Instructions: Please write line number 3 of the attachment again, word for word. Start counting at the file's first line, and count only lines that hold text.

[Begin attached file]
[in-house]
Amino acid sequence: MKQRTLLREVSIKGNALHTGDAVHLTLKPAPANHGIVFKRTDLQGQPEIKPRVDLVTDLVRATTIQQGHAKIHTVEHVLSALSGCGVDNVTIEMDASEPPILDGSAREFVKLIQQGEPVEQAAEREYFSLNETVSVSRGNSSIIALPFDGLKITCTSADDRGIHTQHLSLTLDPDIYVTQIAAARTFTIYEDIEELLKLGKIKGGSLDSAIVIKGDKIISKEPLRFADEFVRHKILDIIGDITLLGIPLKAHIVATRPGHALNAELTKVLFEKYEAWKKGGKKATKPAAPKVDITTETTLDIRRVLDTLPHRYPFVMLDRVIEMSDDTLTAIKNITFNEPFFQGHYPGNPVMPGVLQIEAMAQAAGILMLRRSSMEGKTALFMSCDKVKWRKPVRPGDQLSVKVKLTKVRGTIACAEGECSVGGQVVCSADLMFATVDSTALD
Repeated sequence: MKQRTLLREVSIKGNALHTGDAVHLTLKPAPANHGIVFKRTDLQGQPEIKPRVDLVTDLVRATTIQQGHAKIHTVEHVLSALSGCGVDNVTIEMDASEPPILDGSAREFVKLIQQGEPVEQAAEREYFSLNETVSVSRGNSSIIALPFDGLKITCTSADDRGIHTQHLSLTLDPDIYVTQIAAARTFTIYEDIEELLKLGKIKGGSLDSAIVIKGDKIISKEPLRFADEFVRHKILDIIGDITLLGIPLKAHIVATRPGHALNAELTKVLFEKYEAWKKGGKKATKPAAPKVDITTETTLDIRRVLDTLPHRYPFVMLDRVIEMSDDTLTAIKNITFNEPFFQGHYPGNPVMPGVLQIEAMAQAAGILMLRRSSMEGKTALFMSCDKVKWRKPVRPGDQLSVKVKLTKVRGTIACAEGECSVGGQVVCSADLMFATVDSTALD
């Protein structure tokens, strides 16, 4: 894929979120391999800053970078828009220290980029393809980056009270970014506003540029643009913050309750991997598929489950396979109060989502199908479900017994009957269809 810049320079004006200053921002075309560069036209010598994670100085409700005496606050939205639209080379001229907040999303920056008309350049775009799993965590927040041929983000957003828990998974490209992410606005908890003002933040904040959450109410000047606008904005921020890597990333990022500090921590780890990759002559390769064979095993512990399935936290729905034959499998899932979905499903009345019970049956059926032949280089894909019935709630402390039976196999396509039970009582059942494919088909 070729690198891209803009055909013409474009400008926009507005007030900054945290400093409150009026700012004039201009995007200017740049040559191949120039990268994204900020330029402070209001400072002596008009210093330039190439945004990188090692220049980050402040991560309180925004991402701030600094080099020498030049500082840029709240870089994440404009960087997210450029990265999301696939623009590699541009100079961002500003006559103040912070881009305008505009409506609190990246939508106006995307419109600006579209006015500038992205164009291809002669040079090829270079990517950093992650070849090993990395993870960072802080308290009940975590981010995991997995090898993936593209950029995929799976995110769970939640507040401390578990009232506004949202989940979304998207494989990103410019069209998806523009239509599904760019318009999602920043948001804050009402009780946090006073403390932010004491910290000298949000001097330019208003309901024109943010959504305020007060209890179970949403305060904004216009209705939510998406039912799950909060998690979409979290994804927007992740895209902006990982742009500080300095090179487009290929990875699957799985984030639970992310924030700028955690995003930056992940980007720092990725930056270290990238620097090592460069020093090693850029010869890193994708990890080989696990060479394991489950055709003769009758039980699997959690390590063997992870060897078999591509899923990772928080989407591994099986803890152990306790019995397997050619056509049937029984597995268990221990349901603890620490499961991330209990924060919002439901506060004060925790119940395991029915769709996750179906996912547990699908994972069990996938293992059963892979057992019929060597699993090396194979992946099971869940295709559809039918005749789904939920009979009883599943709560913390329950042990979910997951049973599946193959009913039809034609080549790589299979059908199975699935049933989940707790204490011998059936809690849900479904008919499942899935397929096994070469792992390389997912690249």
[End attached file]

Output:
Repeated sequence: MKQRTLLREVSIKGNALHTGDAVHLTLKPAPANHGIVFKRTDLQGQPEIKPRVDLVTDLVRATTIQQGHAKIHTVEHVLSALSGCGVDNVTIEMDASEPPILDGSAREFVKLIQQGEPVEQAAEREYFSLNETVSVSRGNSSIIALPFDGLKITCTSADDRGIHTQHLSLTLDPDIYVTQIAAARTFTIYEDIEELLKLGKIKGGSLDSAIVIKGDKIISKEPLRFADEFVRHKILDIIGDITLLGIPLKAHIVATRPGHALNAELTKVLFEKYEAWKKGGKKATKPAAPKVDITTETTLDIRRVLDTLPHRYPFVMLDRVIEMSDDTLTAIKNITFNEPFFQGHYPGNPVMPGVLQIEAMAQAAGILMLRRSSMEGKTALFMSCDKVKWRKPVRPGDQLSVKVKLTKVRGTIACAEGECSVGGQVVCSADLMFATVDSTALD